How does Atticus protest Jim Crow laws even before Tom's trial in Harper Lee's To Kill a Mockingbird?

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mwestwood eNotes educator| Certified Educator

Atticus Finch protests against Jim Crow by not allowing his children to refer to the African-American members of the community using the pejorative term that others do, and by treating Calpurnia as a member of his family.

In Chapter 9, when Scout comes home after Cecil Jacobs has made an announcement in the schoolyard that Atticus Finch defends n*****s, she asks her father if he does, and Atticus affirms that he defends them. But, he instructs Scout to not use this pejorative term for black people because it makes a person seem "common" (low class).

Then, in Chapter 14, after his sister Alexandra has come to stay with Atticus and his family, the brother and sister have an argument over Atticus's employment of Calpurnia. Aunt Alexandra tells Atticus that Calpurnia is no longer needed; however, in an "even" tone, Atticus replies,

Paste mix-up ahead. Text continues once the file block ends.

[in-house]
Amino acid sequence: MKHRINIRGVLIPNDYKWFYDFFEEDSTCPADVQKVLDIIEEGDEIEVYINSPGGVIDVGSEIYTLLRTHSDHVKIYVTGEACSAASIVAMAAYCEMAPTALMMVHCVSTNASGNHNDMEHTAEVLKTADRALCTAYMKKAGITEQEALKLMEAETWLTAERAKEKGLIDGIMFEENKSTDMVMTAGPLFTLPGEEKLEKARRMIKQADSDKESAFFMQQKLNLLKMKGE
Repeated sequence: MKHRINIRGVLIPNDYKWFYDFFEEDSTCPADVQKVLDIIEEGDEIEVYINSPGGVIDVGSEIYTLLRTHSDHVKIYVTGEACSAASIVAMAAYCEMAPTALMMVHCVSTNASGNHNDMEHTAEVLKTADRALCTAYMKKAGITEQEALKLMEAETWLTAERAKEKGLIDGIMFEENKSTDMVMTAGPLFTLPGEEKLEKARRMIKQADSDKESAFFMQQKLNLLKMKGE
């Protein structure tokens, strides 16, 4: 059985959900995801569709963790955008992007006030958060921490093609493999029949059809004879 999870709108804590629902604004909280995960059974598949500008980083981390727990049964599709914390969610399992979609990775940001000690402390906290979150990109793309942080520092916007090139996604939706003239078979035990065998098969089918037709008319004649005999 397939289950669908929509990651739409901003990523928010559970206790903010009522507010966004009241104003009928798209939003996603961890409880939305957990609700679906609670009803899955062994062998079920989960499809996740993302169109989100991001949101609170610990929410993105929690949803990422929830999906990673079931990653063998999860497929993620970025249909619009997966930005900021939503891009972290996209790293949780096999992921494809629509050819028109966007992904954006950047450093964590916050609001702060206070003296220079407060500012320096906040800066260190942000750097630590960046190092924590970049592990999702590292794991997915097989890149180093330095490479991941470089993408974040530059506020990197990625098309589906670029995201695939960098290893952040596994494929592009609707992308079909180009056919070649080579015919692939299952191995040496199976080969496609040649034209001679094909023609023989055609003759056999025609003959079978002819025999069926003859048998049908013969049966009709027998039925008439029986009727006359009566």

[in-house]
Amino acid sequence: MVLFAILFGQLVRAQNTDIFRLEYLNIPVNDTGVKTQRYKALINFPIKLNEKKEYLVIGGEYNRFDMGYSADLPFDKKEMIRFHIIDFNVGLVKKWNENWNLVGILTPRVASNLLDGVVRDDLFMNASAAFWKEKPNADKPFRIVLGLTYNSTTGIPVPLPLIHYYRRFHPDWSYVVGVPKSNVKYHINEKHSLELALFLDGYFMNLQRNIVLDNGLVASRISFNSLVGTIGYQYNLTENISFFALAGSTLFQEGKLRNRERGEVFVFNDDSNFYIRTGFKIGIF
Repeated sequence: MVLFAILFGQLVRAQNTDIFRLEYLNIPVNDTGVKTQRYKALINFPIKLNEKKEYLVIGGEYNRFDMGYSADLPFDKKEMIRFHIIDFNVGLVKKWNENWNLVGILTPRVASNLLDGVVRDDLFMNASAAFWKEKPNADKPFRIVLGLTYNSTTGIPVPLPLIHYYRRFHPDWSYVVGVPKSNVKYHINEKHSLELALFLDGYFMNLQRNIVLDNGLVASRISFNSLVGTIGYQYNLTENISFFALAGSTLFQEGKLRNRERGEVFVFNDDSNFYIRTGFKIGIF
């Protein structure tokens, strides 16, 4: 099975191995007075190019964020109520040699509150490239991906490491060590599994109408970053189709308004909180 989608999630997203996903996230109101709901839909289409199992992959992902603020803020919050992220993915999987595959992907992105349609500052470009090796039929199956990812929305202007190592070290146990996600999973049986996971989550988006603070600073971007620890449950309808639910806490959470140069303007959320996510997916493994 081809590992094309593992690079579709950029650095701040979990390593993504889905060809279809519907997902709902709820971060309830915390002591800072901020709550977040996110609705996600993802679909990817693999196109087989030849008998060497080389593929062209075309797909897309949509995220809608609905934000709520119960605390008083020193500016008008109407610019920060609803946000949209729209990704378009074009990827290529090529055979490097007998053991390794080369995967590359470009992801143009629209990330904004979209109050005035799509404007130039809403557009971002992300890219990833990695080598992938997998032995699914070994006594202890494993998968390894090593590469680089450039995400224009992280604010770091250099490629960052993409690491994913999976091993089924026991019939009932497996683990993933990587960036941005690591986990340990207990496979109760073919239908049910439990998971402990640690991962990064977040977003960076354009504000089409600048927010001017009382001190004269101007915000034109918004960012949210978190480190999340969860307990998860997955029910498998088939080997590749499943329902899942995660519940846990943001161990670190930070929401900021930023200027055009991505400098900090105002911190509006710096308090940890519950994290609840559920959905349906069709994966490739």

"Alexandra, Calpurnia's not leaving this house until she wants to....She's a faithful member of this family and you'll simply have to accept things the way they are."

Atticus not only gives Calpurnia equal standing in his home, but he speaks of her as a family member. He praises her as being stricter with the children than a mother would have been, and argues that she raises the children with a sound set of ethics. Moreover, there is love shared among the children and Calpurnia. After Atticus's words, Alexandra is "furious" because her brother has gone against he conventional wisdom of their culture.

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To Kill a Mockingbird

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